NFL Roundtable: Week 4 recap
In CBCSports.ca's Week 4 chatter, our guys discuss what the Ravens-Jets outcome really means, Calvin Johnson’s chances of making history, and another Tony Romo heartache.
In the biggest matchup of Week 4, the Baltimore Ravens overwhelmed the New York Jets during an important AFC confrontation. Does this result mean anything in terms of where these two teams might be headed?
Tony Care: The Ravens finally have the look of a team which will get at least one home playoff game. The defence looks strong and the team is pounding the ball better than it did last year. I’m not ready to bury the Jets but they need to follow the same script as the Ravens. Defensively, New York will be fine. However, Mark Sanchez continues his up-and-down play, giving New York more evidence that it needs to run the ball more. Hopefully All-Pro centre Nick Mangold will return in the big Week 5 clash against New England. The Jets will need him.
Jesse Campigotto: I think it tells us more about the Jets than the Ravens. Let's look at New York's 2-2 record: road losses of 10 and 17 points to Oakland and Baltimore, home wins of 29 over Jacksonville (one of the NFL's worst teams) and three over Dallas (a miraculous victory in which the Jets needed both a mind-boggling Tony Romo fumble and a blocked punt return for a TD to pull it out). New York could easily be 1-3 right now, and they'd better hope All-Pro centre Nick Mangold can return soon because I don't trust Mark Sanchez and the other "skill" players to carry the offence for a prolonged stretch.
Jason Davidson: Oh the irony. Rex Ryan used to run this Ravens’ D. This game was all about the turnovers. With the exception of the Ravens' defence, there wasn't much to be impressed with. Joe Flacco and Mark Sanchez each put up some bad numbers. A combined 21-for-66? They should still be in the mix for one of the available AFC wild card spots at season's end. As for the Ravens, they simply clicked. Only the Tennessee Titans have allowed less points in the entire NFL through Week 4. Not bad at all. After seeing what Sanchez endured, it will be interesting to see what Chuck Pagano's defence has in store for Matt Schaub and the Houston Texans after the team’s bye week.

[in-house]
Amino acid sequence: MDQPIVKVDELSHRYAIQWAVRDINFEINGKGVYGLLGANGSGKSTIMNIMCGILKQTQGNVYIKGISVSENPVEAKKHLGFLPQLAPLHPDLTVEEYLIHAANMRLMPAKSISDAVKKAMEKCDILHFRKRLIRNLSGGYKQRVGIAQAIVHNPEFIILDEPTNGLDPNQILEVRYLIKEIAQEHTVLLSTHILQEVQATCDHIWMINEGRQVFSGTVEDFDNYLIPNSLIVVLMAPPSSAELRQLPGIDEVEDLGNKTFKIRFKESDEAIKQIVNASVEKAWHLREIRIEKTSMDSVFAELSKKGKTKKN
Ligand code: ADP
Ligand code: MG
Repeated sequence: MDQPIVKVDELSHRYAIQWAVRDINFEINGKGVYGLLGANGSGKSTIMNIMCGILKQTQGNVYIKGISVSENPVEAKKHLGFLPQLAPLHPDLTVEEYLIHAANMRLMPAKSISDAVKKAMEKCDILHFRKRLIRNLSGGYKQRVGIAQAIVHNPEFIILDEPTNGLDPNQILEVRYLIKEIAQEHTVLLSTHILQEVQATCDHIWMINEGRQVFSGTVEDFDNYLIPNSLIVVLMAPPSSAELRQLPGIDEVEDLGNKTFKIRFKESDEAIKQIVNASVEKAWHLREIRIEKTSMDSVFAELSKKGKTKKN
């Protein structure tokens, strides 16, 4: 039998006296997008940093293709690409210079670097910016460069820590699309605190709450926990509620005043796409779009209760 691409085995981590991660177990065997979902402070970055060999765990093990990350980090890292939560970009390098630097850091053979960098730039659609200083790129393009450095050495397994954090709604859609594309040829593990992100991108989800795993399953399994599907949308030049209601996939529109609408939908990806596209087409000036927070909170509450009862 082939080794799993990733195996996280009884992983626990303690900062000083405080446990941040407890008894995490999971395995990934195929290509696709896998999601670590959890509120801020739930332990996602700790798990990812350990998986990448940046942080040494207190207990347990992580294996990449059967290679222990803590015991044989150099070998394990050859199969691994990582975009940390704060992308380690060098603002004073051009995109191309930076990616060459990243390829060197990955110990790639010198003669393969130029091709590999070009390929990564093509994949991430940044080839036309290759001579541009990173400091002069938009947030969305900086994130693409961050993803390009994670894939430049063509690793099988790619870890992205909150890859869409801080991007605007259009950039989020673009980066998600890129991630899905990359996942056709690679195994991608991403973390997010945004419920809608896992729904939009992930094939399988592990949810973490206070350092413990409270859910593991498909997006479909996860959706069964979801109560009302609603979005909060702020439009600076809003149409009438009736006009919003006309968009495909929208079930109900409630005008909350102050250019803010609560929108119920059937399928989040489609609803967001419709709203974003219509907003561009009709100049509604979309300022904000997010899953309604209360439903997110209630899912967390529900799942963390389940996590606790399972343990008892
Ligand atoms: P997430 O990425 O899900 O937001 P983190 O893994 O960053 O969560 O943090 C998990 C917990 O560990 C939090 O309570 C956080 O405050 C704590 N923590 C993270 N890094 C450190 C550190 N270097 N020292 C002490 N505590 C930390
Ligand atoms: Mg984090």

For two of the last four games, Tony Romo has single-handedly been responsible for the Cowboys’ biggest collapses. This time, Romo threw three interceptions in the second half, which erased a 24-point lead and allowed the Detroit Lions to steal one in the final minute. How many more heart-wrenching mistakes can owner Jerry Jones handle before screaming "no mas?"
Jason Davidson: Who knows what you will get with Tony Romo? Flashes of brilliance one week and mind-boggling decisions the next. It's admirable that he's accepting the blame again but when this becomes a regular thing in post-game pressers, I don't think Jerry Jones is going to be patient much longer. Especially after a collapse like this. The bye week comes at a good time for Dallas as it’ll have an extra week to regroup and prepare. Veteran backup Jon Kitna will be motivated. Head coach Jason Garrett, a former pivot himself, may have to make a switch but I don't see it happening when they head to New England to take on the Patriots. Might be time for third stringer and 2009 fourth-round draft pick Stephen McGee to start getting more and more comfortable with the playbook. He did have a solid college football career with Texas A&M.
Tony Care: I’ve got three words for all Cowboys fans, including me: deal with it. We can yell and scream all we want, but it won’t do any good. Jerry is as stubborn as an Arkansas mule and he will never admit that Romo isn’t his guy. We’re all left with wanting to hanging him one week and singing his praises the next. To borrow a line from Bill Parcells, Romo "is what he is." Sadly, I fear that will never change.